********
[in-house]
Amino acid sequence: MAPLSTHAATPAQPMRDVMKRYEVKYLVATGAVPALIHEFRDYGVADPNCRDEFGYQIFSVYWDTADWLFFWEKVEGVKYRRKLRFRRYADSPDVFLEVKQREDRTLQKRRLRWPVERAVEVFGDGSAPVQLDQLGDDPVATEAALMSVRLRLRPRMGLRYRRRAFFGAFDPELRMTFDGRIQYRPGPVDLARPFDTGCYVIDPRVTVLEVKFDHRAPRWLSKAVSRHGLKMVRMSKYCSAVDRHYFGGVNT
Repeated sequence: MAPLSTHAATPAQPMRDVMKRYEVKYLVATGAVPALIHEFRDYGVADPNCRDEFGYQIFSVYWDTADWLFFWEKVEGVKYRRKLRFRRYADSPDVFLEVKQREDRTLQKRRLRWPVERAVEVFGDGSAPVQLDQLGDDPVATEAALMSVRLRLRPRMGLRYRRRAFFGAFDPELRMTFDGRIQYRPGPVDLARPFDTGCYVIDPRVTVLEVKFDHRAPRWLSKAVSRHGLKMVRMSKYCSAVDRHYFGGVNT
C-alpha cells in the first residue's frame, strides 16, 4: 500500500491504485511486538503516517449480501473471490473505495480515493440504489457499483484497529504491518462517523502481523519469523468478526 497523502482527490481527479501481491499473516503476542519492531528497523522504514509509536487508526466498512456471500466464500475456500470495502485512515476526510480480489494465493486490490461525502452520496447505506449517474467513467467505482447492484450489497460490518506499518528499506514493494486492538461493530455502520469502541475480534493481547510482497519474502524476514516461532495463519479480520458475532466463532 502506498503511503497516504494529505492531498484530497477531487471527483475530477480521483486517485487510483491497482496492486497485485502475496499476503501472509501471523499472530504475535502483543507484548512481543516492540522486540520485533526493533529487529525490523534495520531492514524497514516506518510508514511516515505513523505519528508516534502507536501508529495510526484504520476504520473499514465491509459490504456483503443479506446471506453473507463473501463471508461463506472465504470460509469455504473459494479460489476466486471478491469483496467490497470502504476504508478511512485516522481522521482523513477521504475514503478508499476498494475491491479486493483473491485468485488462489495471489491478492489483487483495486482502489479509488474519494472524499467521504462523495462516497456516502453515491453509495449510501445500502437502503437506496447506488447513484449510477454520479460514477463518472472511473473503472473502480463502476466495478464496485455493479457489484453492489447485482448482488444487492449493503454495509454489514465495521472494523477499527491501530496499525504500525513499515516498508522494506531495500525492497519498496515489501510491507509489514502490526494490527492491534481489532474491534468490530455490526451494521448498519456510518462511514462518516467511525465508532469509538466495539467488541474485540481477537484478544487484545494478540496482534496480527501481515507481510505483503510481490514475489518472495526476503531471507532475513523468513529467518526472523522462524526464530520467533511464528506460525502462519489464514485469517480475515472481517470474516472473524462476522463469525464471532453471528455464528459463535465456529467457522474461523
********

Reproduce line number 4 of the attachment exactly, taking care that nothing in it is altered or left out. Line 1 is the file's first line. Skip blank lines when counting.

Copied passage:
C-alpha cells in the first residue's frame, strides 16, 4: 500500500491504485511486538503516517449480501473471490473505495480515493440504489457499483484497529504491518462517523502481523519469523468478526 497523502482527490481527479501481491499473516503476542519492531528497523522504514509509536487508526466498512456471500466464500475456500470495502485512515476526510480480489494465493486490490461525502452520496447505506449517474467513467467505482447492484450489497460490518506499518528499506514493494486492538461493530455502520469502541475480534493481547510482497519474502524476514516461532495463519479480520458475532466463532 502506498503511503497516504494529505492531498484530497477531487471527483475530477480521483486517485487510483491497482496492486497485485502475496499476503501472509501471523499472530504475535502483543507484548512481543516492540522486540520485533526493533529487529525490523534495520531492514524497514516506518510508514511516515505513523505519528508516534502507536501508529495510526484504520476504520473499514465491509459490504456483503443479506446471506453473507463473501463471508461463506472465504470460509469455504473459494479460489476466486471478491469483496467490497470502504476504508478511512485516522481522521482523513477521504475514503478508499476498494475491491479486493483473491485468485488462489495471489491478492489483487483495486482502489479509488474519494472524499467521504462523495462516497456516502453515491453509495449510501445500502437502503437506496447506488447513484449510477454520479460514477463518472472511473473503472473502480463502476466495478464496485455493479457489484453492489447485482448482488444487492449493503454495509454489514465495521472494523477499527491501530496499525504500525513499515516498508522494506531495500525492497519498496515489501510491507509489514502490526494490527492491534481489532474491534468490530455490526451494521448498519456510518462511514462518516467511525465508532469509538466495539467488541474485540481477537484478544487484545494478540496482534496480527501481515507481510505483503510481490514475489518472495526476503531471507532475513523468513529467518526472523522462524526464530520467533511464528506460525502462519489464514485469517480475515472481517470474516472473524462476522463469525464471532453471528455464528459463535465456529467457522474461523